Tashbisu

There is also a positive mitzvah to destroy chometz, tashbisu, which requires a Jew to rid himself of his chometz before Pesach. Since the Torah uses an unusual term, tashbisu, the rishonim explain that there are actually two ways to avoid violating bal yeira’eh and bal yimatzei, and both involve the mitzvah of tashbisu.

Biur chometz: One is by physically destroying the chometz, either by burning it or disposing of in a different, equally effective way (Mishnah, Pesachim 21a and numerous places in the Gemara).

Bitul chometz: Alternatively, I can rid myself of owning my chometz by making a declaration of bitul, which states that I view all chometz in my possession to be like dust of the earth. This declaration, assuming that it is sincere, removes the chometz from my ownership, so that I do not violate bal yeira’eh and bal yimatzei.

The preceding analysis reflects the halacha as explained by Targum Onkelos, Rashi, the Ran and many other rishonim. There is an alternative approach, that of Tosafos, who explains that bitul chometz is declaring the chometz to be ownerless, hefker. According to either approach, someone who performed bitul chometz and does not want to own their chometz will not violate the prohibitions of bal yeira’eh and bal yimatzei. However, for reasons beyond the scope of this article, the halachic conclusion is that the penalty of chometz she’avar alav haPesach applies to chometz on which someone performed bitul, but not to chometz that was properly sold to a non-Jew.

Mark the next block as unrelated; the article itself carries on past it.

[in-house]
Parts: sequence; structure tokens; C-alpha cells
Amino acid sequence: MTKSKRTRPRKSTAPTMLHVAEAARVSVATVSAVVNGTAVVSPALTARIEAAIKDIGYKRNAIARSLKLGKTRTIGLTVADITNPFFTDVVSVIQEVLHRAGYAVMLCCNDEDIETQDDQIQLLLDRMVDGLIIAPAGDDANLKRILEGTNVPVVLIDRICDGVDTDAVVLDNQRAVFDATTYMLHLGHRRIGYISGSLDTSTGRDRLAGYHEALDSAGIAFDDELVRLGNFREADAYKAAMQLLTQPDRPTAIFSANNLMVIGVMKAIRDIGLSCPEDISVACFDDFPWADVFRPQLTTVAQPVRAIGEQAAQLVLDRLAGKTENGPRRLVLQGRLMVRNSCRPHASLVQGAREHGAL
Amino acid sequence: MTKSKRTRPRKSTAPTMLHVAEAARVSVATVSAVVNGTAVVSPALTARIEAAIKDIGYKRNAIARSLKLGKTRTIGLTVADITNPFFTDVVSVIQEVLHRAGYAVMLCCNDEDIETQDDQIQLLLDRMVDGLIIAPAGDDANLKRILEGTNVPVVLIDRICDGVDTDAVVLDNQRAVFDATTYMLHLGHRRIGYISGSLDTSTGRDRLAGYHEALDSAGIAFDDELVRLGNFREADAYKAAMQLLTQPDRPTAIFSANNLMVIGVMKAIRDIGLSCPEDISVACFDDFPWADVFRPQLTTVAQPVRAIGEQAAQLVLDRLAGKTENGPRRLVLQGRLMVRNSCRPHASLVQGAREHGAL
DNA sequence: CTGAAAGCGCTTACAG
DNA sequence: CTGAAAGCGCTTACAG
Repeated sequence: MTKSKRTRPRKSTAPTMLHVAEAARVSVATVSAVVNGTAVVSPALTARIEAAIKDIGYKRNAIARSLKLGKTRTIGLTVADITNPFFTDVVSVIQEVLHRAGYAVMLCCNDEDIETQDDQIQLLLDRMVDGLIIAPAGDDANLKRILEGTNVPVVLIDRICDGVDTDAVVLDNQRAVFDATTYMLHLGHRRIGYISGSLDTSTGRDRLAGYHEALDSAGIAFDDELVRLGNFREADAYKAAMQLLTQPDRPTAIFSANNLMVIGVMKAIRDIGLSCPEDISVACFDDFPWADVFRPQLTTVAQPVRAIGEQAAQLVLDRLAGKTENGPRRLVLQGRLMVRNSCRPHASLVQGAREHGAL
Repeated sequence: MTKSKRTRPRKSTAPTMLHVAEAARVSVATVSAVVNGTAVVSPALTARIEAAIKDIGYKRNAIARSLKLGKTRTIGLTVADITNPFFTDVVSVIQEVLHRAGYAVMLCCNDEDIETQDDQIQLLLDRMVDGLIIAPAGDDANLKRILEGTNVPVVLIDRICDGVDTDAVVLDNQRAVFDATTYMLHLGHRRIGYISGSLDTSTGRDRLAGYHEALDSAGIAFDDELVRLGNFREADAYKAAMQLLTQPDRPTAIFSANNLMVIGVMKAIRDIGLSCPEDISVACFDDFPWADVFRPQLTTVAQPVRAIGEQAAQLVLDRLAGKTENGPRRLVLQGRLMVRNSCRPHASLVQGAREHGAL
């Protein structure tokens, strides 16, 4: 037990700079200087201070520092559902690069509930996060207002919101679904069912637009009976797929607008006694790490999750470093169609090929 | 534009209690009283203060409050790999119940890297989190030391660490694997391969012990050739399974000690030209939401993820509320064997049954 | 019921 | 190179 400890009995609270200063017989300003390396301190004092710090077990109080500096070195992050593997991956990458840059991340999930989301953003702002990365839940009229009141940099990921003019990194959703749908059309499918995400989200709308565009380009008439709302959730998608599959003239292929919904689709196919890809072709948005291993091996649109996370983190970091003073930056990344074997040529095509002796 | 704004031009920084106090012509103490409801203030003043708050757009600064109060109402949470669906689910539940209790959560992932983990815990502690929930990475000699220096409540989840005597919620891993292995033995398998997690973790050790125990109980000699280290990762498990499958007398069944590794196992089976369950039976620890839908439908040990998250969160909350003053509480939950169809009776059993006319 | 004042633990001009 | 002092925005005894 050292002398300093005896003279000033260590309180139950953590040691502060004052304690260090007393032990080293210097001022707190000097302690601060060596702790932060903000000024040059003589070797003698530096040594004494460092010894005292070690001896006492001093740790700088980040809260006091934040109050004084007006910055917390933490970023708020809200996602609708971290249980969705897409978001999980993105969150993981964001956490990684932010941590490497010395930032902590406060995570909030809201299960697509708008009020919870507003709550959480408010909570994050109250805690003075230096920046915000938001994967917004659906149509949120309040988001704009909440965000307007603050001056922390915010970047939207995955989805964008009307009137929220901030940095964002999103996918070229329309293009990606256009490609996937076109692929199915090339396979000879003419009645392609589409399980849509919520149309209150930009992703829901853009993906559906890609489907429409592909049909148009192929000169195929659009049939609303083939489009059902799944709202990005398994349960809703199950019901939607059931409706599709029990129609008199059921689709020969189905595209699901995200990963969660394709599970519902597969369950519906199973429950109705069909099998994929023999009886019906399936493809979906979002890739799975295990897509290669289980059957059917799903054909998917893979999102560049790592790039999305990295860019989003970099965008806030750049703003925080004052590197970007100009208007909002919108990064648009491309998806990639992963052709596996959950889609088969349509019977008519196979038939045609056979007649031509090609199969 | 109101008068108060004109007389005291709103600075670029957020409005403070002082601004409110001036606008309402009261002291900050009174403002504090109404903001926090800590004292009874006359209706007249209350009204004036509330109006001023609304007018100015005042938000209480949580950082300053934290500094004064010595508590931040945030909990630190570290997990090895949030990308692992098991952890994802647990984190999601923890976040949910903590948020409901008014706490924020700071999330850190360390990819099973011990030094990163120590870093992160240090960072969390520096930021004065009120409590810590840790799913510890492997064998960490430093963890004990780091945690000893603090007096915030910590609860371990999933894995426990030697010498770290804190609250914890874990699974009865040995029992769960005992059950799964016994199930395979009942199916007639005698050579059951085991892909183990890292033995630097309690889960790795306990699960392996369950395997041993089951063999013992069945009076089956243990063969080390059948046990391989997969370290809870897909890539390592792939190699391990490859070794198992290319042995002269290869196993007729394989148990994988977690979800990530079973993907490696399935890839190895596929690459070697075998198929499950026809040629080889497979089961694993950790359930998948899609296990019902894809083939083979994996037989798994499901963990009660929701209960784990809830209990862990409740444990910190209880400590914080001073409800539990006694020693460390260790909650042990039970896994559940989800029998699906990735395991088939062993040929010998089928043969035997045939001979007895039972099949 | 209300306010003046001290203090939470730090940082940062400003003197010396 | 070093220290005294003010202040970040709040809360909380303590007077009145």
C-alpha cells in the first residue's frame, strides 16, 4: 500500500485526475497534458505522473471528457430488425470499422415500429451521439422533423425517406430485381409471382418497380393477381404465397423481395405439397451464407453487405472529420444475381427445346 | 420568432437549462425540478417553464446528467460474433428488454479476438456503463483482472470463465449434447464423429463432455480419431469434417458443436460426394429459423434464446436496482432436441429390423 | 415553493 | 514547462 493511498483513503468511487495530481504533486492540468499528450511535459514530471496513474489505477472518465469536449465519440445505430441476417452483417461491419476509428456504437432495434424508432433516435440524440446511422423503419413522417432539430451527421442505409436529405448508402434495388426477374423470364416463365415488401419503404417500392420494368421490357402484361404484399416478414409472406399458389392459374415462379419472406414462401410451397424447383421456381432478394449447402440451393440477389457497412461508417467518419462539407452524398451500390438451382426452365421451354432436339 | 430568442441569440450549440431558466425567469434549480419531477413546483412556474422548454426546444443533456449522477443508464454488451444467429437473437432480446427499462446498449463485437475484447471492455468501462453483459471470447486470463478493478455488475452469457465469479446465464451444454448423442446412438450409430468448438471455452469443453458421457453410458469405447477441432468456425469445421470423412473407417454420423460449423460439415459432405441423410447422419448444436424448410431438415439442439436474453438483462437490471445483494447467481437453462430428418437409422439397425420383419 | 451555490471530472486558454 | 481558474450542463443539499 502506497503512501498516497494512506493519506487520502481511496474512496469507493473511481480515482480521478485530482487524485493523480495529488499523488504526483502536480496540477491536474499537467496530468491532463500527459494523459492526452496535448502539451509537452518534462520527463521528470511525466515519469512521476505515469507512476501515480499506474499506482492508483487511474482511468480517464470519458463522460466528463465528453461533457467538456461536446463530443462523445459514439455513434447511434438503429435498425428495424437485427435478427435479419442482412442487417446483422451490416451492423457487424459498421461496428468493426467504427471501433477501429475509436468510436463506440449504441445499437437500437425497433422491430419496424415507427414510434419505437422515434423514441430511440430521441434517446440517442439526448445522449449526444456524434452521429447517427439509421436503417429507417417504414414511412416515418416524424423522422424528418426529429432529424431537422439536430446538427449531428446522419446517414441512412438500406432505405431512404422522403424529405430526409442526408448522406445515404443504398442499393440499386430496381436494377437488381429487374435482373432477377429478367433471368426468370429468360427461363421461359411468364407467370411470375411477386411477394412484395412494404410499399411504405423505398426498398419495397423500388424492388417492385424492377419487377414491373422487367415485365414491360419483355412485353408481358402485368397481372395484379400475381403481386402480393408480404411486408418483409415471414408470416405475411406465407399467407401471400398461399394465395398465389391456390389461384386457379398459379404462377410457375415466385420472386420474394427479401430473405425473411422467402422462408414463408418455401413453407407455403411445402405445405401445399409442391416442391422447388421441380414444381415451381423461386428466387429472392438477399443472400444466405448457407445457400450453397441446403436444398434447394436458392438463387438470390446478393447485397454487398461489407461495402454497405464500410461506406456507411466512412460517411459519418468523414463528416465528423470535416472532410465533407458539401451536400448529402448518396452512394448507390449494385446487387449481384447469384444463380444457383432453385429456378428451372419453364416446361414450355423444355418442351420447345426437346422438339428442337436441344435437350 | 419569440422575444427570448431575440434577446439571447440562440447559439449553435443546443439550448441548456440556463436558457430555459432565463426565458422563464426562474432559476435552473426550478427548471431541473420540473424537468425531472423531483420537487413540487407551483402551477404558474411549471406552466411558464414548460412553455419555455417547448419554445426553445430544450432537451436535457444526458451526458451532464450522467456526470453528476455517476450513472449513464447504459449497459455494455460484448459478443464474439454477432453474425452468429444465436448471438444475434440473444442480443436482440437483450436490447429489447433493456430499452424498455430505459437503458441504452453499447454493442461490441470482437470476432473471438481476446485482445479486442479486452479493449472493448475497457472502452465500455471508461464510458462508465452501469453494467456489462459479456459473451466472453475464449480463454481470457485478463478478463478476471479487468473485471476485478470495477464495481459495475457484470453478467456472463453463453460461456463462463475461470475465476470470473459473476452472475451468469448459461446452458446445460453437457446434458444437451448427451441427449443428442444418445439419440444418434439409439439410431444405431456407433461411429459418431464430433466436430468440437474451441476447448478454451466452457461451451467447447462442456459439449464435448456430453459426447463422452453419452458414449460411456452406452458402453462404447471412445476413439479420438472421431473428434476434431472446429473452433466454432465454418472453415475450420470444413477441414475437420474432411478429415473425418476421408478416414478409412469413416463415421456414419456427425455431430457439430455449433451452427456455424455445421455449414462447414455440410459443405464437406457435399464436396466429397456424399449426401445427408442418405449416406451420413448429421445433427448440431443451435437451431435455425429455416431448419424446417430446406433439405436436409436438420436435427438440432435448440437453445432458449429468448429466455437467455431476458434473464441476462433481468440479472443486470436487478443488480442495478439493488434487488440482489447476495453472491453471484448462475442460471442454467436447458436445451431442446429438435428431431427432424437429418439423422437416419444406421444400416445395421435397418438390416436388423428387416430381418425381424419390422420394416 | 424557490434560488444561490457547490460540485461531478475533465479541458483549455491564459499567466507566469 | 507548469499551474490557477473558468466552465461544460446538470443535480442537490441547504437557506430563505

Selling chometz

Although a Jew may not own chometz on Pesach, there is nothing wrong with selling chometz to a non-Jew before it becomes prohibited. In contemporary times, people usually do not undertake to sell their chometz themselves, but, instead, appoint a rav to sell the chometz for them. The reason for this is that the non-Jew does not take the chometz with him; he leaves it in our houses. Since this may have the appearance of a charade, the sale must be performed in a way that halacha recognizes as valid. Since the laws of selling are very complicated, it is better that a lay person not handle the arrangements for mechiras chometz by himself, which is why it is common to use a rav as one’s agent to sell the chometz.

Snail mail

At this point, we are prepared to discuss the halachic background to our opening question. Rav Moshe Feinstein discusses the following case: Someone wants to ship several products, including some chometz items, to a relative in Eretz Yisroel, and wants to include this chometz with his standard mechiras chometz that he does before Pesach. The rav who sent Rav Moshe the shaylah felt that there may be legitimate halachic grounds to do this, but Rav Moshe proves that such a sale cannot be done. This is because once the chometz is delivered to or picked up by the shipping company, the chometz is beyond the owner’s jurisdiction (shelo ve’eino birshuso), and there is no simple way to regain control over it. Even should the package be refused by the receiving party and returned to the sender, until and unless that happens and the item is indeed returned, it is eino birshuso.

Moonshine in Nissan!

The next shaylah is discussed by the Av Beis Din of Sochatchov (1839-1910), known as the first Sochatchover rebbe, whose halachic works are used by all talmidei chachamim. He was the son-in-law of Rav Menahem Mendel of Kotsk (known by all, very simply, as “The Kotzker”). The Sochatchover was a highly respected gaon in learning when he married the daughter of the Kotzker, even though he had just turned bar mitzvah!

To review the case: the police confiscated some contraband moonshine in the beginning of April, issuing a criminal citation for the violation. Subsequently, the criminal charges were dropped. On Pesach, the police appeared at the door of the moonshine vendor to return the liquor, who told them that he could not receive the merchandise on his Jewish holiday. They came back to return it after Pesach. May he sell the liquor?